The problem of the developer crisis has been appearing a lot lately, with extensive reports on the problem that affects many important studies, such as Rockstar, Epic Games, NetherRealm, BioWare and more. CD Project Red has been relatively open about the fact that it goes through periods of "crisis" during development. Now ahead of the next Cyberpunk 2077 boost to launch, the studio has approached the subject once again.
Before Cyberpunk 2077 shows the next E3 in June, Marcin Iwiński, from the Project Red CD, approached Kotaku to address the issue of the crisis. As Iwiński says, the studio is "known for treating players with respect" and "would like to be known for treating developers with respect."
CD Project Red has a "non-mandatory contraction policy", which has existed for a long time and is also current in many other studies, including Rockstar. In the future, CD Project wants to push this harder, making it clear to developers that they do not necessarily have to work nights and weekends.
"We have been communicating clearly to people that, of course, there are certain times when we have to work harder," with E3 last year as an example. Still, Iwiński wants the studio "to be more humane and treat people with respect," creating an environment where employees can take time off when necessary without being seen badly.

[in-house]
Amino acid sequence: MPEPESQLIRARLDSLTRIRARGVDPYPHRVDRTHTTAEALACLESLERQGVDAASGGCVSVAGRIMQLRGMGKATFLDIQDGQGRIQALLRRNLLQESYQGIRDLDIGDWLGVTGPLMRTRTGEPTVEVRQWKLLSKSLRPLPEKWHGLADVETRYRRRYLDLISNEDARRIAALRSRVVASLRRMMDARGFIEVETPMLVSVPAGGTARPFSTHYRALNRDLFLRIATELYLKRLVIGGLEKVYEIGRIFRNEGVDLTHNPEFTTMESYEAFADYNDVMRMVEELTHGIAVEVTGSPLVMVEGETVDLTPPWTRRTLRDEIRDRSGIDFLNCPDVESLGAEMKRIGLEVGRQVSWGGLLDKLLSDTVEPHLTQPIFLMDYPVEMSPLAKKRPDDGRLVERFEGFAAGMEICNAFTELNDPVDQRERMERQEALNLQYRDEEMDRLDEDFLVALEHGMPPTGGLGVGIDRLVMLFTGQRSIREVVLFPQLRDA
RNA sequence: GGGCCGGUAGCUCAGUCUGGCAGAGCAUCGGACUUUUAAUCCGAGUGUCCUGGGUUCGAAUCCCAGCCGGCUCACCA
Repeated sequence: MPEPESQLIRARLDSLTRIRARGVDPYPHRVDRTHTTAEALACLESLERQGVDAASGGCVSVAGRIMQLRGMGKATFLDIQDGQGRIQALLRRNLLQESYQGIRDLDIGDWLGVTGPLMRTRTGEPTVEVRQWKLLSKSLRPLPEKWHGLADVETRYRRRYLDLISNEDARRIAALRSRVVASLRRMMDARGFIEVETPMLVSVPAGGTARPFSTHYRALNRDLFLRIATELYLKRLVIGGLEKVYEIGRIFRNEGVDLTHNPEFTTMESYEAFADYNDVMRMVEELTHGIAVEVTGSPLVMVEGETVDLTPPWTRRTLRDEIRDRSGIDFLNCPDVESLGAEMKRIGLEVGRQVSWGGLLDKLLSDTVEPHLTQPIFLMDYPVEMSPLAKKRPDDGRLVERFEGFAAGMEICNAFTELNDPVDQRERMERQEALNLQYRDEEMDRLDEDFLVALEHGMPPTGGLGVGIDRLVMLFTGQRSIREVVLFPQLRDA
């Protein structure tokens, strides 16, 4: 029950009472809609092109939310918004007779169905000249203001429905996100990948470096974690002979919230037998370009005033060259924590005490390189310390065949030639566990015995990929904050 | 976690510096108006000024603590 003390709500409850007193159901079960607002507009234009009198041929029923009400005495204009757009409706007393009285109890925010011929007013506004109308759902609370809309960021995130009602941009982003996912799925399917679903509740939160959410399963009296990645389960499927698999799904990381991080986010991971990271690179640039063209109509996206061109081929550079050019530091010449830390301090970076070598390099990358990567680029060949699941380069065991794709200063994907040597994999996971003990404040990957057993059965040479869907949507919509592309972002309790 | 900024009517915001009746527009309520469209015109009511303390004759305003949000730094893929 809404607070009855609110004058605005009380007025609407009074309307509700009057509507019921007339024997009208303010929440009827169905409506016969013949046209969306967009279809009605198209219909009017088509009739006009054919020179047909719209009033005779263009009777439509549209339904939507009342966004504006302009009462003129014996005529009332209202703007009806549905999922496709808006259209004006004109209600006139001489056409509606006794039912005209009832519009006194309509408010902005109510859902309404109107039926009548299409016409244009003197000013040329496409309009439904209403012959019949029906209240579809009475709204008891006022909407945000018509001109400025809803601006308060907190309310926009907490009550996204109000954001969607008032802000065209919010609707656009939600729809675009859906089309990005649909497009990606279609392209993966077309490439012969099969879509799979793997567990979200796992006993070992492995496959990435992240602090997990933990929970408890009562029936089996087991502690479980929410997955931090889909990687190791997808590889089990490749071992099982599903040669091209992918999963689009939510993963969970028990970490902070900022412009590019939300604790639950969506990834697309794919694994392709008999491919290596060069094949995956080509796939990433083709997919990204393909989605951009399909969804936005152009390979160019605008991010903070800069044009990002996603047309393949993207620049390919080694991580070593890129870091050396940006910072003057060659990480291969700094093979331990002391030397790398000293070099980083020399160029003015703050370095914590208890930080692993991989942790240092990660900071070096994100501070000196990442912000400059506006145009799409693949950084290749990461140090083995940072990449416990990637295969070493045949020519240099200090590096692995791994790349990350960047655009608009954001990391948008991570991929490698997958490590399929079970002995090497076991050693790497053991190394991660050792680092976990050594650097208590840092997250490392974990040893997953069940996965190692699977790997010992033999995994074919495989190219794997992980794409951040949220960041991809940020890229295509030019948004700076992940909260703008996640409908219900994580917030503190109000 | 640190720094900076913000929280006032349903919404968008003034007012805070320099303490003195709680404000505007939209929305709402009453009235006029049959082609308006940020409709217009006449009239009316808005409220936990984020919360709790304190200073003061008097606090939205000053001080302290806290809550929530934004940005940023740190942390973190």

Ultimately, this is intended as a public message from CD Project aimed at your employees. Iwiński wants employees to feel they can manage when they do not want to get overtime without fear for their jobs. Meanwhile, however, for the final push in Cyberpunk 2077, there will be a structured free time. This means that developers will be asked to limit their free time to specific periods, such as the summer immediately after E3, or the winter towards the end of the year.
CD Project Network will conduct employee surveys to see how they feel about the general situation of the crisis and will see how to make changes accordingly. Most of the plan will already be implemented during the rest of the development of Cyberpunk 2077, but it is expected that, when it comes to future projects, there will be more structure to avoid a major and sustained crisis.
Says KitGuru: Crunch may not be mandatory in many studios, but because of the collaborative nature of creating games, it's easy to see how you would feel pressured to participate. After all, no one wants to be the person in a group project by holding everyone else down or slowing things down. No one seems to have a solution for this, but begins to hear about positive changes as more students focus on it.
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